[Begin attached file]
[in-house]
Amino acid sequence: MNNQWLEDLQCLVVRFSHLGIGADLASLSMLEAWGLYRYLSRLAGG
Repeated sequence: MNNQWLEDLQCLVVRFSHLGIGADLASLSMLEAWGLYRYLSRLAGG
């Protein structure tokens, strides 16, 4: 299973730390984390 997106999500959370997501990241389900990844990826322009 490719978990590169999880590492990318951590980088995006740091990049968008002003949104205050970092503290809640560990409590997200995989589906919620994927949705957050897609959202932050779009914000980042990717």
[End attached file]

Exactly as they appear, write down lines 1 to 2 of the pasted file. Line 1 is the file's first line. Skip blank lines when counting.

[in-house]
Amino acid sequence: MNNQWLEDLQCLVVRFSHLGIGADLASLSMLEAWGLYRYLSRLAGG